(a,b)=>((c=Math.atan2)(...b)-c(...a))/Math.PI*180

Input is taken in form: [aY, aX], [bY, bX] (notice the reversed x/y)

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1
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Simplex v.0.7, 13 bytes

I'm glad I added mathrelations :D Unfortunately, I cannot take pointwise input. So, I input each point as a separate number (Ax, Ay, Bx, By). (I used this as a resource.)

(iRi~^fR)2LSo
(       )2    ~~ repeat inner twice
 iRi          ~~ take two chars of input (x,y)
    ~         ~~ switch top 2 on stack
     ^f       ~~ apply atan2 on (y,x)
       R      ~~ go right
          L   ~~ go left
           S  ~~ subtract result
            o ~~ output as number

I can save a char if I can take input as (Ay, Ax, By, Bx):

(iRi^fR)2LSo
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1
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C, 88 bytes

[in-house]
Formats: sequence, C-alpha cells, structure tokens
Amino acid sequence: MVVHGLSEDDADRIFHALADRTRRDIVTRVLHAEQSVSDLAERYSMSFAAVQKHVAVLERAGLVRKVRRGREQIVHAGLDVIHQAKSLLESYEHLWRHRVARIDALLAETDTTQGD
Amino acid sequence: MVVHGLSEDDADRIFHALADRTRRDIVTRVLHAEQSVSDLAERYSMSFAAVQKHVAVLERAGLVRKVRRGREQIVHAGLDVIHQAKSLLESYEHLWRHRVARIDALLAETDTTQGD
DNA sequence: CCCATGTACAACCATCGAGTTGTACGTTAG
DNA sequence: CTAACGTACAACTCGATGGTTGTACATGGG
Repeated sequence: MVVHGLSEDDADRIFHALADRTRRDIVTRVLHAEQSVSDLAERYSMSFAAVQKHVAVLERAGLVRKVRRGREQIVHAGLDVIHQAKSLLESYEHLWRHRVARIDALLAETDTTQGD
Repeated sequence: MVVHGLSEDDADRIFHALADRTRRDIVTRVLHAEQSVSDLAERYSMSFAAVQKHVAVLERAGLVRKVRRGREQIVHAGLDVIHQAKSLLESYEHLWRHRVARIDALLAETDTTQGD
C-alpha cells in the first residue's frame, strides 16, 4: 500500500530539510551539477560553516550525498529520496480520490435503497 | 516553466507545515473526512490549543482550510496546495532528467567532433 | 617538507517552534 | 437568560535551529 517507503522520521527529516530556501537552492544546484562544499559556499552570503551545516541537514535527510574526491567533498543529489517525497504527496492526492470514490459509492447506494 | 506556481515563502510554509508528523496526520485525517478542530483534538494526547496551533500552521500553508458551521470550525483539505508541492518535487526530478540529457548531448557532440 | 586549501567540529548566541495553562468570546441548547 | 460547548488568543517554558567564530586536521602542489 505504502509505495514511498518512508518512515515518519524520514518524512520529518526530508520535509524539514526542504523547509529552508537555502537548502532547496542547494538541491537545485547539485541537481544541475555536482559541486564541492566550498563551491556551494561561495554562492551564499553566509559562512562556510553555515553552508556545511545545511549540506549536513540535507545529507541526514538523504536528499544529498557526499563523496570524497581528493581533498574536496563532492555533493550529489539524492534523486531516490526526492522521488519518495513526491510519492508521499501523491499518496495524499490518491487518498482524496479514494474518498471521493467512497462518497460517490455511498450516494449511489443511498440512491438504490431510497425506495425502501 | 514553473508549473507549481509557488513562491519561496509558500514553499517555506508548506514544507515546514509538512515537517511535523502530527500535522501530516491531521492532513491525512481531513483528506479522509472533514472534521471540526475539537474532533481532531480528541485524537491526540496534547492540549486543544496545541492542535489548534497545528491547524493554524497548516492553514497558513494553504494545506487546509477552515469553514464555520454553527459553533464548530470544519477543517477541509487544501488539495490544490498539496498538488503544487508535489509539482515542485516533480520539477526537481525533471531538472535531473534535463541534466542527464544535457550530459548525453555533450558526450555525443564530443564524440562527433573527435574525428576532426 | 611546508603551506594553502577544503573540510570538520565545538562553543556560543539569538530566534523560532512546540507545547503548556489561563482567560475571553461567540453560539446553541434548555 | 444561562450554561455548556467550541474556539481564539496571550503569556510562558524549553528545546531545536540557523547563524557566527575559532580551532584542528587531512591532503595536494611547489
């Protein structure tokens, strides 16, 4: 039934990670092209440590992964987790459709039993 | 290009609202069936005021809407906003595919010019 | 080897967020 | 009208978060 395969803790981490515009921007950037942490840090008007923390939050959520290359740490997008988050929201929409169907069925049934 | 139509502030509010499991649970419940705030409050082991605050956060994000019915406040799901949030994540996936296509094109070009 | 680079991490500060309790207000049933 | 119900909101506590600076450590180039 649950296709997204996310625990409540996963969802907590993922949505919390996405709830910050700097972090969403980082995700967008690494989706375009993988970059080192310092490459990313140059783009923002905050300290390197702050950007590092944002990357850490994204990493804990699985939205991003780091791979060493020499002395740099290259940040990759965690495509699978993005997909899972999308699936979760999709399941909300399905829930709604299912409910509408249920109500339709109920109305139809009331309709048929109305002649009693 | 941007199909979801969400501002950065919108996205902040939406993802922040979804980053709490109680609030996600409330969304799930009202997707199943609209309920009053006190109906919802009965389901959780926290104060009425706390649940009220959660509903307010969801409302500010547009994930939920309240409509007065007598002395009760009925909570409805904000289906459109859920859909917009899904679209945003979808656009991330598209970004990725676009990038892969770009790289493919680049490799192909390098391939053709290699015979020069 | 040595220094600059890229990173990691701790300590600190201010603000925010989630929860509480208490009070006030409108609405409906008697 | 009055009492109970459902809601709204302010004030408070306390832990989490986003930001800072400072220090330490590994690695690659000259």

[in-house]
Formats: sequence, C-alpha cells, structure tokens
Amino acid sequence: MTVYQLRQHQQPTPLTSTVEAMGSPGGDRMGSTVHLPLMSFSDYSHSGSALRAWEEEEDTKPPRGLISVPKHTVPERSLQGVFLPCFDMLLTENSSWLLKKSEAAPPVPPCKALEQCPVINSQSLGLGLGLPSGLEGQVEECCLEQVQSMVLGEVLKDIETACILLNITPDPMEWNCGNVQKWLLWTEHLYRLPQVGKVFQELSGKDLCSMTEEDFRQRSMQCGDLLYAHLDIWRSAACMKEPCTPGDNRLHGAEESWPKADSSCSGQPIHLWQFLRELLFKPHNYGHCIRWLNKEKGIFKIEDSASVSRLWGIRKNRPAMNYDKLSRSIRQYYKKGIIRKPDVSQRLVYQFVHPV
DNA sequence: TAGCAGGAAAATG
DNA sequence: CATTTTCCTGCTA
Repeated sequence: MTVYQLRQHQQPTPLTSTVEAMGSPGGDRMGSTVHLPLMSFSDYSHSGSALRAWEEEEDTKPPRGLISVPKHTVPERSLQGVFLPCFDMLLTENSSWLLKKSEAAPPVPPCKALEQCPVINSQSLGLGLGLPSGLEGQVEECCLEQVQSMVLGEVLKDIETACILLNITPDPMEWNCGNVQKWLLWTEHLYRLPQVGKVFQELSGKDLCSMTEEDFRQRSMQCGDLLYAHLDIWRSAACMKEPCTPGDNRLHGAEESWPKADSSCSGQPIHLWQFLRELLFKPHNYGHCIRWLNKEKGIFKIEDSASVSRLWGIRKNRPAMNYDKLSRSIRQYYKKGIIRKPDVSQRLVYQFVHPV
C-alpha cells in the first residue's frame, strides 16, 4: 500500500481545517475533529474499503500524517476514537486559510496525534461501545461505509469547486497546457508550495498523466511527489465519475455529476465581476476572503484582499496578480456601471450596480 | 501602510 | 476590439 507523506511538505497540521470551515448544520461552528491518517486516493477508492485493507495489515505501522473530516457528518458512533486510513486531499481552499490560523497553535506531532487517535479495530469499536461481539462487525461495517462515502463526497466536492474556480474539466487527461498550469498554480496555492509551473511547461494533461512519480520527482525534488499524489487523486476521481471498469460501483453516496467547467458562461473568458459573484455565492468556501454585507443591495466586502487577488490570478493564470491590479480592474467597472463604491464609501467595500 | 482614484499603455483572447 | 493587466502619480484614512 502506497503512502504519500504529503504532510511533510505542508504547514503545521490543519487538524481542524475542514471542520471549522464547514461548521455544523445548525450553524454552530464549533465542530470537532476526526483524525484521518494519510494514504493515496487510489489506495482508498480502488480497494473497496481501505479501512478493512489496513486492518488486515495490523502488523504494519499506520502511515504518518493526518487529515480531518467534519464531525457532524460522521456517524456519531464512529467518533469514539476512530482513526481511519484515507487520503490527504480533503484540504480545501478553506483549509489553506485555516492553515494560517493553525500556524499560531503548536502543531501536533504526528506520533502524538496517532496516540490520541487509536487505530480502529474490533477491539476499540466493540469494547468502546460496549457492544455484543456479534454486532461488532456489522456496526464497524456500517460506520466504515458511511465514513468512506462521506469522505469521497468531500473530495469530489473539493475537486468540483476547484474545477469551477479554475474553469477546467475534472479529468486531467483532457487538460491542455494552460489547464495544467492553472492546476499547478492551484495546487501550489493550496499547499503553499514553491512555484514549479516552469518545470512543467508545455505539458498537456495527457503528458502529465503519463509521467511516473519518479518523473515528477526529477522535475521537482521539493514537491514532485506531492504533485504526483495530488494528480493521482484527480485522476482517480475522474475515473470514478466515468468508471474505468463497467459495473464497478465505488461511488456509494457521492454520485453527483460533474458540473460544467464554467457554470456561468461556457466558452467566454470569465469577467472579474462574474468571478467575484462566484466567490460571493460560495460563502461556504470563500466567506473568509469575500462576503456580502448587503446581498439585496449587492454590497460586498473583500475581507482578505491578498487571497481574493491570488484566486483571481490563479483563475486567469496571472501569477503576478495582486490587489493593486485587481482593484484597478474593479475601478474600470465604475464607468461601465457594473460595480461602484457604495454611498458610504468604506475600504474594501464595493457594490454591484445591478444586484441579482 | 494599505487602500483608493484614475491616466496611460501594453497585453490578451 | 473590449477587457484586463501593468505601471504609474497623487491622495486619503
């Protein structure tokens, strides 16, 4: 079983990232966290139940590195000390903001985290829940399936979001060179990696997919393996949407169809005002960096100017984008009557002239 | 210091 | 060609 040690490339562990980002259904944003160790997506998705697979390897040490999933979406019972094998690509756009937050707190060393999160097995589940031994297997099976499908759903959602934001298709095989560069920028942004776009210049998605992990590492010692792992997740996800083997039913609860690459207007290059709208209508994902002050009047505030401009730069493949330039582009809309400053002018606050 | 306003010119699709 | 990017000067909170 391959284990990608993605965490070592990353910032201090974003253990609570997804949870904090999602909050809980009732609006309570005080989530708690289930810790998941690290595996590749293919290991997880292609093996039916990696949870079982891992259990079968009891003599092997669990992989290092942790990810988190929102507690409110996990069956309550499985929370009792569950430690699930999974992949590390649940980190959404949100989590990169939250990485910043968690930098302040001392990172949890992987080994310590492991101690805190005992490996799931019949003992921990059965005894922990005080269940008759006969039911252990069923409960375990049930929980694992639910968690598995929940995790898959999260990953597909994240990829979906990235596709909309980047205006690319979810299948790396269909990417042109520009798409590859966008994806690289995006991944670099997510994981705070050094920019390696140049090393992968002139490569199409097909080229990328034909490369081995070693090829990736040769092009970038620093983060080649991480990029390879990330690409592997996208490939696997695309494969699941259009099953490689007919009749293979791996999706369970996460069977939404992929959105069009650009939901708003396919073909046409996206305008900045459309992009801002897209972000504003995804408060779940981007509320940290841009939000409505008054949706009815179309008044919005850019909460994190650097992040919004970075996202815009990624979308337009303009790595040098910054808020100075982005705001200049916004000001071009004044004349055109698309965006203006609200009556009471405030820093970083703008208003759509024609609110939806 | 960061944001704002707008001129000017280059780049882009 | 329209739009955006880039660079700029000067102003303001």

#include<math.h>
typedef double d;d g(d x,d y,d a,d b){return atan2(b-y,a-x)*180/M_PI;}

Requires compiling with GCC to take advantage of M_PI being defined in math.h as a part of GCC's built-in math constants. Try it online - since ideone doesn't use GCC (apparently), an additional few bytes are needed for enough digits of π to be accurate.

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  • \$\begingroup\$ Or 45/atan(1) instead of 180/3.14159.... (in the online demo). \$\endgroup\$ – CompuChip Oct 27 '15 at 13:16
  • \$\begingroup\$ @CompuChip I wasn't trying to make the online demo maximally golfed \$\endgroup\$ – Mego Oct 27 '15 at 14:10
  • \$\begingroup\$ You can remove the brackets round atan2(b-y,a-x), although you then need a space after return so it only saves 1 byte. If you can use K&R style functions then double g(x,y,a,b)double x,y,a,b; also saves six bytes. \$\endgroup\$ – Alchymist Oct 30 '15 at 9:58